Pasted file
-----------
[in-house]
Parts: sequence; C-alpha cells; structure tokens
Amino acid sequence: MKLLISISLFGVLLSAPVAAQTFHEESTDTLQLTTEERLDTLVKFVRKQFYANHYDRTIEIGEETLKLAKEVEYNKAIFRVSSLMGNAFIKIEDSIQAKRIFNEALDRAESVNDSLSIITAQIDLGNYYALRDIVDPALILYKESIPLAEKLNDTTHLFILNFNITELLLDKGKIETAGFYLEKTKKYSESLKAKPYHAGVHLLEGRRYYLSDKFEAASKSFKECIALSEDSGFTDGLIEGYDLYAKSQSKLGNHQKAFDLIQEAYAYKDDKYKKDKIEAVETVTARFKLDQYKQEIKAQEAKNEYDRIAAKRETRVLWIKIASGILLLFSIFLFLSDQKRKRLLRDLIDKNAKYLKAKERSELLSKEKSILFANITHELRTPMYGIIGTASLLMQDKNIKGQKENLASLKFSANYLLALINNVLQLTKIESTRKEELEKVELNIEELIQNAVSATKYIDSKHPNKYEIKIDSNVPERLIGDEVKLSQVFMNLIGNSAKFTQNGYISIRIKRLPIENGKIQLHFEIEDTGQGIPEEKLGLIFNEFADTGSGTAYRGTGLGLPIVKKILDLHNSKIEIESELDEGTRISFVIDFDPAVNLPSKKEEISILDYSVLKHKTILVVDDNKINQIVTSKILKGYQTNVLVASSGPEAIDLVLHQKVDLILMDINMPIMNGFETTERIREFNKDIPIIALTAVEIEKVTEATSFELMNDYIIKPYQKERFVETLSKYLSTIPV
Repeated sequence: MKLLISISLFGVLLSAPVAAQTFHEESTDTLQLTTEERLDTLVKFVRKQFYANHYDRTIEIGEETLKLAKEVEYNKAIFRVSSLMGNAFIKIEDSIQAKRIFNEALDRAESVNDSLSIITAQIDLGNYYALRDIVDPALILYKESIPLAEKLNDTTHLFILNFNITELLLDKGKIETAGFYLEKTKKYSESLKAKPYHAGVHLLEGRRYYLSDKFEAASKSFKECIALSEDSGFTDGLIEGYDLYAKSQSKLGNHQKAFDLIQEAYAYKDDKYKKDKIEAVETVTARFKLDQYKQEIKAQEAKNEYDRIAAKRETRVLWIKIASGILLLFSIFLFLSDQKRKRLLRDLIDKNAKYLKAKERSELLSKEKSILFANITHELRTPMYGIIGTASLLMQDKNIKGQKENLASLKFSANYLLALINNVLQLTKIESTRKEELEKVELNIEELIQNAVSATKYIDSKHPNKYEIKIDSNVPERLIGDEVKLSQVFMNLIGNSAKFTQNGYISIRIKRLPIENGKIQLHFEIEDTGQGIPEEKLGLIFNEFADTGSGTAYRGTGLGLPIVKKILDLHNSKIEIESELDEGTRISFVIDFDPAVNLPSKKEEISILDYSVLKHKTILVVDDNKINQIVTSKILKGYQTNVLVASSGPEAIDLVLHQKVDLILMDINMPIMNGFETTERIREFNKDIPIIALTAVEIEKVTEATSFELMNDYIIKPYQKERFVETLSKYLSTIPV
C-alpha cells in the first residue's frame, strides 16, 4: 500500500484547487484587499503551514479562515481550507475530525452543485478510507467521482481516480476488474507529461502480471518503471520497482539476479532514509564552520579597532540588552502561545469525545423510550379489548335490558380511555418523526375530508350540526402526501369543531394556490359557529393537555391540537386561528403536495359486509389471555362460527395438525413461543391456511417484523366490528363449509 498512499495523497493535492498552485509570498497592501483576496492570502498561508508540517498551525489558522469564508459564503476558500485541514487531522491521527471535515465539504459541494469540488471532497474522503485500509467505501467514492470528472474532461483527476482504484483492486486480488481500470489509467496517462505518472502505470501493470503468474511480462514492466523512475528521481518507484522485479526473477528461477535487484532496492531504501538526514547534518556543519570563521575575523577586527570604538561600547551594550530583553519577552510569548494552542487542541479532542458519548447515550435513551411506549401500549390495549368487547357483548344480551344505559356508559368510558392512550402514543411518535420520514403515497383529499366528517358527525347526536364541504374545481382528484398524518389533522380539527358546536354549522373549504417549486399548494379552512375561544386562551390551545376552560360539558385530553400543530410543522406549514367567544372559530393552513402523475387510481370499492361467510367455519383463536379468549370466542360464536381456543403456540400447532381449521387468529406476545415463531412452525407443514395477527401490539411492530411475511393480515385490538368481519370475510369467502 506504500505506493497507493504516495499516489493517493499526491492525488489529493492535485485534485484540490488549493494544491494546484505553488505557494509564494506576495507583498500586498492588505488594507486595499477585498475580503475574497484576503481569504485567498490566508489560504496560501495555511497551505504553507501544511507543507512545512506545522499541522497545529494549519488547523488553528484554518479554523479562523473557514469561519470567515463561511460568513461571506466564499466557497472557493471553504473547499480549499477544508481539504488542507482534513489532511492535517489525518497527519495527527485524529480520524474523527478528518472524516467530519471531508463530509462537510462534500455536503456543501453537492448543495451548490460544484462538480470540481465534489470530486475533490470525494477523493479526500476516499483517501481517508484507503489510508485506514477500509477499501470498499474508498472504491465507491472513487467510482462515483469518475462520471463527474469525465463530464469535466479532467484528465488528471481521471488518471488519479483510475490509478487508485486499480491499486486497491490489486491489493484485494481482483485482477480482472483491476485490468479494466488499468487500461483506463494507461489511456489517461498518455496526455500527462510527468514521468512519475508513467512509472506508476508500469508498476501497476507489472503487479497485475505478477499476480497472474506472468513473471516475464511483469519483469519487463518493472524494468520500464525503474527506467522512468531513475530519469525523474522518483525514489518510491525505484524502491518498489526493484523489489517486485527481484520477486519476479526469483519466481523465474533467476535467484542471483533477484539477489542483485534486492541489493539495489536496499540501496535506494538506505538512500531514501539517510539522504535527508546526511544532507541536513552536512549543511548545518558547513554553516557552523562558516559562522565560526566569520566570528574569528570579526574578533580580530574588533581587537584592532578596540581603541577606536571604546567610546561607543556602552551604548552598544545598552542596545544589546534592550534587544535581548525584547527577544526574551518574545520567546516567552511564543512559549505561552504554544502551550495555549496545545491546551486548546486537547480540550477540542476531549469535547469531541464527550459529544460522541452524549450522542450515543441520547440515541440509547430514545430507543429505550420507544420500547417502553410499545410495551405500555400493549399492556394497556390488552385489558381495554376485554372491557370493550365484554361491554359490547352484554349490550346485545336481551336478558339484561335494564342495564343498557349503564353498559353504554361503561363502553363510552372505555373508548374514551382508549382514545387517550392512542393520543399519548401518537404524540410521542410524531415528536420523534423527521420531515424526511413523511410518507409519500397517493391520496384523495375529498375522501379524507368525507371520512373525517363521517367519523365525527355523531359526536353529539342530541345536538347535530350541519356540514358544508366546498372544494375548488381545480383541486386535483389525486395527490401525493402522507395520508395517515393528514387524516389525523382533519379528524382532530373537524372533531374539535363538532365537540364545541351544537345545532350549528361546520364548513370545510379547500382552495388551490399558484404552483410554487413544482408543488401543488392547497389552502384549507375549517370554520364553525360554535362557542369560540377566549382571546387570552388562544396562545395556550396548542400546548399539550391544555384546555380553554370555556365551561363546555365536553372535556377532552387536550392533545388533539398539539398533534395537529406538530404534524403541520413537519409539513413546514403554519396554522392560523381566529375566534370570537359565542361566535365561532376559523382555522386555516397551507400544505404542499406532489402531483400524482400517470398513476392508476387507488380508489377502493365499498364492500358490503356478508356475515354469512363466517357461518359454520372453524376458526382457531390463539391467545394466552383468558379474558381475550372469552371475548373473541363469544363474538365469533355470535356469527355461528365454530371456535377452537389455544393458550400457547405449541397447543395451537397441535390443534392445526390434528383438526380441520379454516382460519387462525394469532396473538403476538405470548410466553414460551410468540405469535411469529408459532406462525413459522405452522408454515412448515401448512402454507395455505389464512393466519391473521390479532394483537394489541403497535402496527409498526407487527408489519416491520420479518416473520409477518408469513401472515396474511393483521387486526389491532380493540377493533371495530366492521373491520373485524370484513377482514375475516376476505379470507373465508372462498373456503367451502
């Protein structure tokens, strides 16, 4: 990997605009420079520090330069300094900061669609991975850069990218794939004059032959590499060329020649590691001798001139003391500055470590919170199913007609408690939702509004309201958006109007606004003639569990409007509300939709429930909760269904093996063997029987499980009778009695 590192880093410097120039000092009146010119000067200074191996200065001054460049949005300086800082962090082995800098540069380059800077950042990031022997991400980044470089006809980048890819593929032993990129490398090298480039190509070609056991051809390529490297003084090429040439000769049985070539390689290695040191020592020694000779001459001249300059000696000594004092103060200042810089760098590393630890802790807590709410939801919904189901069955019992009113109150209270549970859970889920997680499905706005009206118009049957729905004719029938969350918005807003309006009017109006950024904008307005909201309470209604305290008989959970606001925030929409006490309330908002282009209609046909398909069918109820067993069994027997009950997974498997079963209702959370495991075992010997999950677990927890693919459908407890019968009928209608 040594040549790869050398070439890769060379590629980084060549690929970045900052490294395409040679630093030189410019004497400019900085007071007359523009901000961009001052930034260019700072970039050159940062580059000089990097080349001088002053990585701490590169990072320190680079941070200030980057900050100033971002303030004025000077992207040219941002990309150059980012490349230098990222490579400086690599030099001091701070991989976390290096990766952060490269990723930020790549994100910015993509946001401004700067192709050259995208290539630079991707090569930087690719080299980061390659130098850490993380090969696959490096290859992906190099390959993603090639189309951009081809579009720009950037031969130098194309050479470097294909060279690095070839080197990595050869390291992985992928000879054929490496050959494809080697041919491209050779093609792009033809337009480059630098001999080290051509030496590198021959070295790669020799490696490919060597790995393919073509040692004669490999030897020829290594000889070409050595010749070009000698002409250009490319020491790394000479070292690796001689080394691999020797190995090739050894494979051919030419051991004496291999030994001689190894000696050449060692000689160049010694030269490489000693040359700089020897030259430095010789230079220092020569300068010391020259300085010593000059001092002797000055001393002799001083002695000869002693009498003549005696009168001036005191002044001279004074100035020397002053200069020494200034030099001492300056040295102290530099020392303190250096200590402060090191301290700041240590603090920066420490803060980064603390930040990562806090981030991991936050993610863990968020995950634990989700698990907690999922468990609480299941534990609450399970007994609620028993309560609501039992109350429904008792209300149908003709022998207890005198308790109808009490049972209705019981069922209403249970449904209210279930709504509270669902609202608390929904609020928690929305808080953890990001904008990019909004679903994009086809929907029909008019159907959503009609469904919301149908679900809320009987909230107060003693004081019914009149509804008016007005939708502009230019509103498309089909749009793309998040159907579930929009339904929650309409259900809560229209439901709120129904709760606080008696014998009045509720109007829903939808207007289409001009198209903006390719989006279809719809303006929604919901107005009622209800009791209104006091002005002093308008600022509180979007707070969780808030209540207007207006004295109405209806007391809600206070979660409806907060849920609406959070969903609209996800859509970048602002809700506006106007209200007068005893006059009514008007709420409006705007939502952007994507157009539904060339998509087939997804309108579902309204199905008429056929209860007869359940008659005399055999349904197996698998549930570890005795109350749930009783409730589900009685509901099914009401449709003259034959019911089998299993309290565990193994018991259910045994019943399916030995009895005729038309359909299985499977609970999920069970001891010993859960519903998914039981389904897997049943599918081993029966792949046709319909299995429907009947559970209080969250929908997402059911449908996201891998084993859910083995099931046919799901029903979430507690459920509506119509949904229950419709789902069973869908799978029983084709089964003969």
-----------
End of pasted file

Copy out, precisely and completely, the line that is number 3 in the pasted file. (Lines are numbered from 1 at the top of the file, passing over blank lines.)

Amino acid sequence: MKLLISISLFGVLLSAPVAAQTFHEESTDTLQLTTEERLDTLVKFVRKQFYANHYDRTIEIGEETLKLAKEVEYNKAIFRVSSLMGNAFIKIEDSIQAKRIFNEALDRAESVNDSLSIITAQIDLGNYYALRDIVDPALILYKESIPLAEKLNDTTHLFILNFNITELLLDKGKIETAGFYLEKTKKYSESLKAKPYHAGVHLLEGRRYYLSDKFEAASKSFKECIALSEDSGFTDGLIEGYDLYAKSQSKLGNHQKAFDLIQEAYAYKDDKYKKDKIEAVETVTARFKLDQYKQEIKAQEAKNEYDRIAAKRETRVLWIKIASGILLLFSIFLFLSDQKRKRLLRDLIDKNAKYLKAKERSELLSKEKSILFANITHELRTPMYGIIGTASLLMQDKNIKGQKENLASLKFSANYLLALINNVLQLTKIESTRKEELEKVELNIEELIQNAVSATKYIDSKHPNKYEIKIDSNVPERLIGDEVKLSQVFMNLIGNSAKFTQNGYISIRIKRLPIENGKIQLHFEIEDTGQGIPEEKLGLIFNEFADTGSGTAYRGTGLGLPIVKKILDLHNSKIEIESELDEGTRISFVIDFDPAVNLPSKKEEISILDYSVLKHKTILVVDDNKINQIVTSKILKGYQTNVLVASSGPEAIDLVLHQKVDLILMDINMPIMNGFETTERIREFNKDIPIIALTAVEIEKVTEATSFELMNDYIIKPYQKERFVETLSKYLSTIPV